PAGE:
Sept. 8, 2010
BLOOMINGTON, Ill. – Author Colin Beavan had a message for the students of Illinois Wesleyan University on Wednesday at the President’s Convocation: No one has to make a choice between helping the planet and helping themselves.
“We have this idea in our culture that you can help, or you can take care of yourself. You can be a monk or a merchant, but you can’t be both,” said Beavan, who is famed for chronicling a year he and his family spent trying to live without negatively impacting the environment. Addressing the audience in Westbrook Auditorium, Beavan explained people give themselves the “false choice” of either following their passion to help others, or thinking they need to be “realistic” and care only for themselves. “There is more than this ‘you can do good or you can make money’ concept. The idea that you have to choose between doing for yourself and doing for others comes from a supreme lack of creativity.”
Creativity is something Beavan does not lack. He is known for his adventurous No Impact Project, during which Beavan, his wife and their daughter spent a year trying to produce no trash, going without electricity, riding in no cars or taxis, eating only locally produced food, and avoiding all paper products while living in New York City. He wrote of their efforts in his blog and book No Impact Man: The Adventures of a Guilty Liberal Who Attempts to Save the Planet and Discoveries He Makes About Himself and Our Way of Life in the Process (Picador, 2009). “I responded to the world’s problems in a way that aligned with my own passions and talents,” he said.
Most of the audience had read Beavan’s book. It was the required Summer Reading for incoming Illinois Wesleyan first-year students. “I really, really want to thank all of you who did not enjoy the book,” joked Beavan. “It’s one thing for an author to have someone find their book in a store and want to read it. It’s another for someone to be required to read it and enjoy it. But it’s really something when people who are required to read it, do not enjoy it, and keep reading.”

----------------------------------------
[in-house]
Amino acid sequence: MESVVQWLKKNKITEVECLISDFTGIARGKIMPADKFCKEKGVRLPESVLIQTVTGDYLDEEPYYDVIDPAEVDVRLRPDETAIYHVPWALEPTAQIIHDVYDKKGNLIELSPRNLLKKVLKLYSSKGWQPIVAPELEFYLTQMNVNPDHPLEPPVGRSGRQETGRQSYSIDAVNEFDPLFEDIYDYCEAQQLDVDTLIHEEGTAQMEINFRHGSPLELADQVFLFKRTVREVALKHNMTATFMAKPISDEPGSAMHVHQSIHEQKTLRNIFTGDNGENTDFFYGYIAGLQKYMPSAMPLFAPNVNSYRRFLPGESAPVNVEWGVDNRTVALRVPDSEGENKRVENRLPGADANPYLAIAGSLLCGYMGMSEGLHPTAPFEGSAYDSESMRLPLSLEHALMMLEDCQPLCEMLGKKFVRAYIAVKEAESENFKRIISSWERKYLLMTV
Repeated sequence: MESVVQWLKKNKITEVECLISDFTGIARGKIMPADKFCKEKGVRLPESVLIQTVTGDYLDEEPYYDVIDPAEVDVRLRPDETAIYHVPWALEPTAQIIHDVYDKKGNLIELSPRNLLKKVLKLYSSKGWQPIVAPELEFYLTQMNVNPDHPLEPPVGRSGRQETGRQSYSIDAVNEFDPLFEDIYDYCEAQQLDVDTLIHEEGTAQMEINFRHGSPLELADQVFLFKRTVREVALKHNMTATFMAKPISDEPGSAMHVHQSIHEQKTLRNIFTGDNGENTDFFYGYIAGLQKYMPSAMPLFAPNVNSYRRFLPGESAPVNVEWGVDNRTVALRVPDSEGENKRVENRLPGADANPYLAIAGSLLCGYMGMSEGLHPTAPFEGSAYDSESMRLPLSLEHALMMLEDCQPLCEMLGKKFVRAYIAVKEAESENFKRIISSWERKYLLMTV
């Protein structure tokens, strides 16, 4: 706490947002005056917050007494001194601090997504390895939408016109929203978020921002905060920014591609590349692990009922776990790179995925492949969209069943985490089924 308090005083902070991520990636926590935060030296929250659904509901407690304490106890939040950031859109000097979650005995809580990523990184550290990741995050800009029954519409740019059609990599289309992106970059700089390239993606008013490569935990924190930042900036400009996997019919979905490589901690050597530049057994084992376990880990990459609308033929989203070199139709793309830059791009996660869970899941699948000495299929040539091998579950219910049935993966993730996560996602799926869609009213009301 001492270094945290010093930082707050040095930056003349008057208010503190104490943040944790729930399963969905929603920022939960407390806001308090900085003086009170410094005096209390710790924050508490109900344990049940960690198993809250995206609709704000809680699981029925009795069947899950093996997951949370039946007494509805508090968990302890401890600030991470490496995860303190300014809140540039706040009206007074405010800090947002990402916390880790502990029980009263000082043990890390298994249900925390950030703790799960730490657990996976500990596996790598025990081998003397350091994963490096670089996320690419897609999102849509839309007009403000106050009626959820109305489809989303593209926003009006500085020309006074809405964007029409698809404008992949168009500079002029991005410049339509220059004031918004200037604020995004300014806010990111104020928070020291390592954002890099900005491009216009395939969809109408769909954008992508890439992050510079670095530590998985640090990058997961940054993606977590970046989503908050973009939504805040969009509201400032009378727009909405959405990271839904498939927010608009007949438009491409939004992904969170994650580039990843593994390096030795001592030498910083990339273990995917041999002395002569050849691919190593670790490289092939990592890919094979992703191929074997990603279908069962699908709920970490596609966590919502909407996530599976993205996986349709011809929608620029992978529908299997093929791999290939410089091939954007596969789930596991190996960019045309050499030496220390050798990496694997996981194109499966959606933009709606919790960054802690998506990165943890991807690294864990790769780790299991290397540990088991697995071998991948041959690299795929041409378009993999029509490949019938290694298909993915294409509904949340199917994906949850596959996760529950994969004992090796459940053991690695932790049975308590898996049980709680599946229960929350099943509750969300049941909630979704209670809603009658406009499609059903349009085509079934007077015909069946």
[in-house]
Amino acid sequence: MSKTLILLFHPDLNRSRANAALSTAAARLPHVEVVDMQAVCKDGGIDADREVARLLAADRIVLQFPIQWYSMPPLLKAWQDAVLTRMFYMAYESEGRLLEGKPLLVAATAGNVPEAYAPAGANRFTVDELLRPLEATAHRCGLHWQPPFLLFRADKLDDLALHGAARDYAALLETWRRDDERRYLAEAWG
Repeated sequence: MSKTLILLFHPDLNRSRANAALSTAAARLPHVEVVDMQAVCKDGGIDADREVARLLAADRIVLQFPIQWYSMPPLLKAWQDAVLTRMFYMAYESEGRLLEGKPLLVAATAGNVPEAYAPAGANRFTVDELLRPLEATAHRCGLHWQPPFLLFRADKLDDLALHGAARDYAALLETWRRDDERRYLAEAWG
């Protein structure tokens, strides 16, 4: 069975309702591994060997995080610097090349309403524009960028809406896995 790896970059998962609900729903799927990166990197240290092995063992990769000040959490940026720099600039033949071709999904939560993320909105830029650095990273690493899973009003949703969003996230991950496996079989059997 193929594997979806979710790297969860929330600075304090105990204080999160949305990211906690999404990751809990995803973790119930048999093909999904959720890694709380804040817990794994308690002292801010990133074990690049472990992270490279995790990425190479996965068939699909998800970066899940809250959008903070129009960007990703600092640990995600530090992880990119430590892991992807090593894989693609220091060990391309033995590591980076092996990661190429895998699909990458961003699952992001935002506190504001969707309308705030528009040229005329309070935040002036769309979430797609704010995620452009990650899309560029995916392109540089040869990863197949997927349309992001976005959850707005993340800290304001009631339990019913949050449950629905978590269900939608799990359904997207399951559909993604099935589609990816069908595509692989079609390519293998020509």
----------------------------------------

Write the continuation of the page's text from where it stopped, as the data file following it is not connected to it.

In the book, Beavan shared how he nearly stumbled into developing the No Impact Project as a response to his reaction to the 1990s war in Iraq. Beavan had recently finished writing a book about tortures committed during World War II, when he heard of U.S. soldiers accused of torturing Iraqis. “I was so angry,” he recalled. “I knew if we were going to have a war, we were going to have torture.” Beavan said he focused his anger on the belief the war was simply a way to maintain a life built on oil consumption. Walking into his air-conditioned-cooled apartment one day, however, he had the epiphany that he was part of the problem. “I realized if I could not wait 20 minutes to have my apartment cool down, so that I had to run two air conditioners in my apartment all day, then maybe I led a life that requires people to fight for it.”
His answer was the No Impact Project, which has drawn international attention. Interest in his efforts also helped start the not-for-profit No Impact Experiment, which offers a template for others to follow Beavan’s project on their own or in groups. Illinois Wesleyan will conduct a No Impact Week from Sept. 12-19.
During his time on the project, Beavan learned that although American society has become more consumption-centered over the decades, our levels of happiness have not risen. Yet he found his own level of contentment rose as he spent more time with his family. “Instead of coming together in front of the TV, shoveling bad, chemical-laden, take-out food in our mouths and not talking to each other, the kitchen table became the center of our lives,” he said, noting the project made him reassess not only his own consumption, but also the priorities of a consumption-driven society. “I discovered what I called ‘happier people, happier planet’ theory,” he said. “If we look for ways to live better for the planet, then we discover aspects of a better life.”
Media worldwide have interviewed Beavan about the project. Though he and his family are the focus of so much international attention, Beavan dismissed the idea that he is a true celebrity. “This is not about a smart man who knew what he was doing,” he said. “This is a story of a person who was too stupid to know he could not make a difference.” When beginning the experiment, Beavan said he thought he would only change his own habits, not inspire permanent change within himself and others. Now that millions of people have visited his blog, purchased his book and replicated his No Impact Project, Beavan said he sees how easily people can help one another. “The questions is not, ‘Am I the type of person to make a difference,’” he said. “The question is, ‘Am I the type of person who wants to try.’”
He called on the audience to ask themselves how they want to be remembered. “For me, I had to ask myself what I want to see on my tombstone, ‘He had enough money for a bigger house’?” said Beavan, urging all to find a way to change their lives without thinking they are giving up anything that makes them truly happy. “I don’t believe in depriving ourselves for the planet. I believe that the human spirit is aspiration and ambitious,” he said. “The idea is not to make ourselves small for the planet. The idea is just the opposite. Let’s make ourselves bigger. Let’s actually develop a way of life where working for ourselves does not mean we are not working for others around us.”
Contact: Rachel Hatch, (309) 556-3960